A joint initiative between the American Immigration Council and AILA seeks to change the playing field for immigrants facing deportation.
AILA’s Advocacy Action Center allows you to advocate for legislative and policy reforms consistent with AILA’s principles and priorities.Get Involved
The brand-new 18th edition of Kurzban's Immigration Law Sourcebook is now shipping.Order Now
Learn how to tackle challenges like finding and retaining affordable staff, working better in a hybrid or remote environment, when and how to raise fees, and much more.Register Now
AILALink puts an entire immigration law library at your fingertips! Search the AILALink database for all your practice needs—statutes, regs, case law, agency guidance, publications, and more.
AILA Doc. No. 21081962 | Dated August 19, 2021
For Immediate Release
WASHINGTON, DC, August 19, 2021 — Today, a federal judge in Texas blocked the Biden administration’s immigration enforcement priorities directing U.S. Immigration and Customs Enforcement agents to focus on those it considers to be a threat to public safety or national security. The decision was issued in a case challenging ICE’s ability to arrest, detain, and deport those outside the scope laid out in the February 18 enforcement memo.
Judge Drew Tipton of the U.S. District Court for the Southern District of Texas ordered ICE to formulate new policies by September 3, and to provide the court with the names, addresses, and criminal histories of anyone in the United States who is released from criminal custody and not transferred to ICE custody. Judge Tipton also declared that the president does not have discretion to choose not to detain certain immigrants.
The following statement is from Jorge Loweree, Policy Director at the American Immigration Council:
“Immigration enforcement has operated on overdrive for years, with immeasurable consequences for immigrant families and communities throughout the United States. Today’s decision upends meaningful efforts to move away from a dragnet approach to immigration enforcement. If permitted to stand, it will undermine one of the most basic principles of law enforcement—the government’s ability to determine who will and who will not be subjected to enforcement activities.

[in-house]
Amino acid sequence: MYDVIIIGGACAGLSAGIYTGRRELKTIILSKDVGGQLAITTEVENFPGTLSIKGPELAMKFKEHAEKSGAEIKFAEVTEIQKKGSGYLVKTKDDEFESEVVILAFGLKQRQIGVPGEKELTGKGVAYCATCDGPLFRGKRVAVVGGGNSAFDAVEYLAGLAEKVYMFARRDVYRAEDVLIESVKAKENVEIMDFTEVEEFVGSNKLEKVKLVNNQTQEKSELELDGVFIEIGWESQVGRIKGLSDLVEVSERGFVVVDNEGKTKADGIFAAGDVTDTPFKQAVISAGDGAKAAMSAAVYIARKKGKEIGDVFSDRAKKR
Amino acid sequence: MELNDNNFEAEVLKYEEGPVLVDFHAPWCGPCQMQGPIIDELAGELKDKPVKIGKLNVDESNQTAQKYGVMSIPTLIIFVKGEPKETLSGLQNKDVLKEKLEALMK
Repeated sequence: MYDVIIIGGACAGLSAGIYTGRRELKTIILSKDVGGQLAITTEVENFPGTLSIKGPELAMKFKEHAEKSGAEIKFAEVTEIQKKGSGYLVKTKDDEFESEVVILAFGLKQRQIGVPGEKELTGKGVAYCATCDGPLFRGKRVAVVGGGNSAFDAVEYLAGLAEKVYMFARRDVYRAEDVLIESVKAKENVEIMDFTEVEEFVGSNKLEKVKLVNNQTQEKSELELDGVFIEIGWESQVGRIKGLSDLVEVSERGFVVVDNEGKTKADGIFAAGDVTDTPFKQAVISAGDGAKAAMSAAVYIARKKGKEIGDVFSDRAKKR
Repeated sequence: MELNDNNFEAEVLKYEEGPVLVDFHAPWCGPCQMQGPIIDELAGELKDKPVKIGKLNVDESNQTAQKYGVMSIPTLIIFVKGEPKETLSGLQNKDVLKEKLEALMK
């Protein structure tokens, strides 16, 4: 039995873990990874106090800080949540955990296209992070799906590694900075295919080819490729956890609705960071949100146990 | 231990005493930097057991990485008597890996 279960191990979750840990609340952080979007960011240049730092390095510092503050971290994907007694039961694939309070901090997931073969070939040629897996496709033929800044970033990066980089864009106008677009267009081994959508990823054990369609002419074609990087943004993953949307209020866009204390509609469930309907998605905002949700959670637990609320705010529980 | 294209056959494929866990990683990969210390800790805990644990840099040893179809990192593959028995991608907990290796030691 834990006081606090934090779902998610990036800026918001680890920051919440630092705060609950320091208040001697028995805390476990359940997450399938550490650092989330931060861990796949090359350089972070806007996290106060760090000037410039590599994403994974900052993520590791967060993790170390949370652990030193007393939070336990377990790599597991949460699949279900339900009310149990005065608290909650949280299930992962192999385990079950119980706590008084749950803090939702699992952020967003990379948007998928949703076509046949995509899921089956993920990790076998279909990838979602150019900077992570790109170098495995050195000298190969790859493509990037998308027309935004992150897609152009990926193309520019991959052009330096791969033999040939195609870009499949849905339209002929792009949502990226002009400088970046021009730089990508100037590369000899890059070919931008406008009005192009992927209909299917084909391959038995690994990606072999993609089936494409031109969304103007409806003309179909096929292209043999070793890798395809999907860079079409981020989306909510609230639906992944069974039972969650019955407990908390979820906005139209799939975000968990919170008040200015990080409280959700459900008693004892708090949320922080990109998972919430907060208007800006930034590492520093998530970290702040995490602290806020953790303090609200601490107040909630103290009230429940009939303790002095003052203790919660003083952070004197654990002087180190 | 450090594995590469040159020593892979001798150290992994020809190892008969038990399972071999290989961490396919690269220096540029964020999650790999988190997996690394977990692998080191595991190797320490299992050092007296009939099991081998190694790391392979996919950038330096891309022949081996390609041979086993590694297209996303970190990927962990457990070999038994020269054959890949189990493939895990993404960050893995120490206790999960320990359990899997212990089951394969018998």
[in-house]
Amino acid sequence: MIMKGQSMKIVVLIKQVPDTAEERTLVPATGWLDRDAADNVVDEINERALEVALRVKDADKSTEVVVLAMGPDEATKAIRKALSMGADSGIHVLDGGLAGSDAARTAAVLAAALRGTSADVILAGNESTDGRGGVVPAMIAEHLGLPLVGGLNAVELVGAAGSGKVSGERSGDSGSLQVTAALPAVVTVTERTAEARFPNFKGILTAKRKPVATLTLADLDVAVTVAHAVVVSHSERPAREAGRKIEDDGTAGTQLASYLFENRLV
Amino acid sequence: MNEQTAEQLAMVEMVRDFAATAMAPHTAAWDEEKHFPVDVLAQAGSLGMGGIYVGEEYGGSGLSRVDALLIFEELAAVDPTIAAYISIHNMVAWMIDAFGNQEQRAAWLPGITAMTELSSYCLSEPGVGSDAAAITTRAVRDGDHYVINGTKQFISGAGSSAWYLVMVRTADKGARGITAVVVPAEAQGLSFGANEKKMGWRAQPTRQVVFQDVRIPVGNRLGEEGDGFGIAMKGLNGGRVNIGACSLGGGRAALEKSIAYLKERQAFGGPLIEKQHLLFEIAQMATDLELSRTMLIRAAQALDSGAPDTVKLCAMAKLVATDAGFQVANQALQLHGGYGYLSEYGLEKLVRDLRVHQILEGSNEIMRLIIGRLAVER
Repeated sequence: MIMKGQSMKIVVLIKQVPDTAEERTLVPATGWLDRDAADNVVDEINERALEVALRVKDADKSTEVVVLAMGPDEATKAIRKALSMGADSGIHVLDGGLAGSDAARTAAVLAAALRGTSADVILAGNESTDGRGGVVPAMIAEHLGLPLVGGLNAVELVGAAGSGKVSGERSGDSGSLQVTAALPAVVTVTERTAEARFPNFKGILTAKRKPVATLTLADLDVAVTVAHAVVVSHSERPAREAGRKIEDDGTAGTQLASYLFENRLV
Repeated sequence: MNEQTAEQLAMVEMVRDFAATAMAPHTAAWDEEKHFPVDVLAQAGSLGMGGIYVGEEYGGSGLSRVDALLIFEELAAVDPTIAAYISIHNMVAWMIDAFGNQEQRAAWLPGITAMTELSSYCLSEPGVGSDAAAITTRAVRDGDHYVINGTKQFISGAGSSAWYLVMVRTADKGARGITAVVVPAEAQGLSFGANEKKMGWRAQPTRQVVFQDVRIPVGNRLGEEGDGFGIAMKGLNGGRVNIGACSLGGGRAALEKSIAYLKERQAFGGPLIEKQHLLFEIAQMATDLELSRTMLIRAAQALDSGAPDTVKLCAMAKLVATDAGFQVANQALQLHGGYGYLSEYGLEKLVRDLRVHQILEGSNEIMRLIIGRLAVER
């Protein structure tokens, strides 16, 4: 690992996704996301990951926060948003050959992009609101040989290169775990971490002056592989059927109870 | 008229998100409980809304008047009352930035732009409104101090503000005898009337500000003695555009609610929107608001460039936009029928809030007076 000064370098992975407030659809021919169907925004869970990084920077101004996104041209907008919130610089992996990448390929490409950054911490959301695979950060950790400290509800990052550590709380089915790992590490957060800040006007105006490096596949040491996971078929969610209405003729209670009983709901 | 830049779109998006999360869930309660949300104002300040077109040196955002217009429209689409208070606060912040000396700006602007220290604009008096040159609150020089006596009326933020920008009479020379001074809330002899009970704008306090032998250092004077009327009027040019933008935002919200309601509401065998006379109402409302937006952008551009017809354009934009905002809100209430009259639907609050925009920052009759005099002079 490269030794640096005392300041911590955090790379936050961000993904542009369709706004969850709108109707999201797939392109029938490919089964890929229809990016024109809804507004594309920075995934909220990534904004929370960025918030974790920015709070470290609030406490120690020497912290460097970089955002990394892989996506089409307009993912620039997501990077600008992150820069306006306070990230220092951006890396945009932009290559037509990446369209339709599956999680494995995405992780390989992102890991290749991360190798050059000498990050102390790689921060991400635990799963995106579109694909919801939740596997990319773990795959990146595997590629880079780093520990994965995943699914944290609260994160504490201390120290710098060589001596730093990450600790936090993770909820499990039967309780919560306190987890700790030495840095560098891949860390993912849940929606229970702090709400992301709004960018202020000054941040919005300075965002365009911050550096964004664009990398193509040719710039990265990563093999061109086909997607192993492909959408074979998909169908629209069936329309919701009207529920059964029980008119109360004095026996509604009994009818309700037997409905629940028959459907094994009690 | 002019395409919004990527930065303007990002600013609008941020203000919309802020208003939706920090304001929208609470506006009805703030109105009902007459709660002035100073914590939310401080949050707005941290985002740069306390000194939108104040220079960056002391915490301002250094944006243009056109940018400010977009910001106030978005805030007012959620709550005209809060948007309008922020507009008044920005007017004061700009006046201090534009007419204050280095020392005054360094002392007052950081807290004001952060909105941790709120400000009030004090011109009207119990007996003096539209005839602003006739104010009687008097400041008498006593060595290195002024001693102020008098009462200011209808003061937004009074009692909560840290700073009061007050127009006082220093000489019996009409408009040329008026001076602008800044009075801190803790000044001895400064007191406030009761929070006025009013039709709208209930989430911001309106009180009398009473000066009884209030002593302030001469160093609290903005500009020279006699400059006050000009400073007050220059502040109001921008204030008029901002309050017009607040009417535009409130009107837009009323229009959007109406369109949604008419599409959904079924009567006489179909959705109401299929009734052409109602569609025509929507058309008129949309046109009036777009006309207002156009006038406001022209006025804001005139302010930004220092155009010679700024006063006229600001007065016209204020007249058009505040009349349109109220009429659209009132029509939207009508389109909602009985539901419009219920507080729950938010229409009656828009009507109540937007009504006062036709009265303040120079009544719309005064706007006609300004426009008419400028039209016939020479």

“ICE’s enforcement priorities were created to limit some of the harm experienced by immigrant communities over the last four years by narrowing the agency’s focus on people the government believes to be threats to national security and public safety. This decision seeks to force the federal government to lock up thousands of vulnerable people during a global pandemic while COVID-19 still rages through many ICE detention centers. It cannot stand.”
The following statement is from Jeremy McKinney, President-Elect of the American Immigration Lawyers Association:
“Every single day, prosecutorial discretion is exercised by law enforcement agencies. Yet, today’s decision disrupts DHS agency efforts to implement this longstanding principle in the immigration arena. It is outrageous that this federal judge has gone so far as to dictate who the executive branch can detain or not detain and in what cases it should expend finite law enforcement resources. The order’s myopic focus on two subsections of immigration law conveniently ignores other statutory provisions affirming the ability of the government to release people, even those subject to so called ‘mandatory detention.’ To be sure, the decision does not put an end to prosecutorial discretion, but by enjoining portions of the two memoranda issued by ICE and DHS, this Texas judge is single-handedly forcing the federal government to re-examine how it will enforce immigration law.
“Even after today’s decision, immigration attorneys and advocates should press the agency to exercise discretion in appropriate cases and implement robust policies on prosecutorial discretion. Enforcement must be done in a fair and humane manner and every advocate must continue to fight for their clients whether they are deprived of their liberty in a jail cell or free.”
For more information, contact:
Maria Frausto at the American Immigration Council, firstname.lastname@example.org or 202-507-7526.
George Tzamaras at the American Immigration Lawyers Association email@example.com or 202-507-7649
The American Immigration Council works to strengthen America by shaping how America thinks about and acts towards immigrants and immigration and by working toward a more fair and just immigration system that opens its doors to those in need of protection and unleashes the energy and skills that immigrants bring. The Council brings together problem solvers and employs four coordinated approaches to advance change—litigation, research, legislative and administrative advocacy, and communications. Follow the latest Council news and information on ImmigrationImpact.com and Twitter @immcouncil.
The American Immigration Lawyers Association is the national association of immigration lawyers established to promote justice, advocate for fair and reasonable immigration law and policy, advance the quality of immigration and nationality law and practice, and enhance the professional development of its members.
Cite as AILA Doc. No. 21081962.
American Immigration Lawyers Association
1331 G Street NW, Suite 300
Washington, DC 20005
Copyright © 1993-
American Immigration Lawyers Association.
AILA.org should not be relied upon as the exclusive source for your legal research. Nothing on AILA.org constitutes legal advice, and information on AILA.org is not a substitute for independent legal advice based on a thorough review and analysis of the facts of each individual case, and independent research based on statutory and regulatory authorities, case law, policy guidance, and for procedural issues, federal government websites.